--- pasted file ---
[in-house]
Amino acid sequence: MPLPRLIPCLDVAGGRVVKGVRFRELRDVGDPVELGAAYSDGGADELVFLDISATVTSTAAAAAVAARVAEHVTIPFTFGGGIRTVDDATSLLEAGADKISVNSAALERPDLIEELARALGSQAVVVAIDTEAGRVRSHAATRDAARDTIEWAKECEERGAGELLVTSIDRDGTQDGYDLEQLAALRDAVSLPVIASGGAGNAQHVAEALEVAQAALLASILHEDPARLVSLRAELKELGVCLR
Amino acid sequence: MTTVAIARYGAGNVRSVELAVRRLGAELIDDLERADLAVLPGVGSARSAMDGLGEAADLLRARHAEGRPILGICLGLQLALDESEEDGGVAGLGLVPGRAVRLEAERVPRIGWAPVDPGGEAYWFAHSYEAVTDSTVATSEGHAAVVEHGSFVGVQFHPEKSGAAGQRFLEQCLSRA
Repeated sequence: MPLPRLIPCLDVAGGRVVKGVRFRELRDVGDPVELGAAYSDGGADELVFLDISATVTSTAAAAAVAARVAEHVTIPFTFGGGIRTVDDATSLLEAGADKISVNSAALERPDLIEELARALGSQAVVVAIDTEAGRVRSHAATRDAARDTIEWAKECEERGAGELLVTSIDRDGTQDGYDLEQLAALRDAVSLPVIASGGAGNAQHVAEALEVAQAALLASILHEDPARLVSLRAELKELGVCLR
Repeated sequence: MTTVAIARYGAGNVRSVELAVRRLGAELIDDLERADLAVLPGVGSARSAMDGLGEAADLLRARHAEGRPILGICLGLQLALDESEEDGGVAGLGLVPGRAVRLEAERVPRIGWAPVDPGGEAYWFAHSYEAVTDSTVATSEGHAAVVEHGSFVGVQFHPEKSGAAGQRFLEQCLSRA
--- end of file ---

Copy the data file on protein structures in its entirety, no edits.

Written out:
[in-house]
Amino acid sequence: MPLPRLIPCLDVAGGRVVKGVRFRELRDVGDPVELGAAYSDGGADELVFLDISATVTSTAAAAAVAARVAEHVTIPFTFGGGIRTVDDATSLLEAGADKISVNSAALERPDLIEELARALGSQAVVVAIDTEAGRVRSHAATRDAARDTIEWAKECEERGAGELLVTSIDRDGTQDGYDLEQLAALRDAVSLPVIASGGAGNAQHVAEALEVAQAALLASILHEDPARLVSLRAELKELGVCLR
Amino acid sequence: MTTVAIARYGAGNVRSVELAVRRLGAELIDDLERADLAVLPGVGSARSAMDGLGEAADLLRARHAEGRPILGICLGLQLALDESEEDGGVAGLGLVPGRAVRLEAERVPRIGWAPVDPGGEAYWFAHSYEAVTDSTVATSEGHAAVVEHGSFVGVQFHPEKSGAAGQRFLEQCLSRA
Repeated sequence: MPLPRLIPCLDVAGGRVVKGVRFRELRDVGDPVELGAAYSDGGADELVFLDISATVTSTAAAAAVAARVAEHVTIPFTFGGGIRTVDDATSLLEAGADKISVNSAALERPDLIEELARALGSQAVVVAIDTEAGRVRSHAATRDAARDTIEWAKECEERGAGELLVTSIDRDGTQDGYDLEQLAALRDAVSLPVIASGGAGNAQHVAEALEVAQAALLASILHEDPARLVSLRAELKELGVCLR
Repeated sequence: MTTVAIARYGAGNVRSVELAVRRLGAELIDDLERADLAVLPGVGSARSAMDGLGEAADLLRARHAEGRPILGICLGLQLALDESEEDGGVAGLGLVPGRAVRLEAERVPRIGWAPVDPGGEAYWFAHSYEAVTDSTVATSEGHAAVVEHGSFVGVQFHPEKSGAAGQRFLEQCLSRA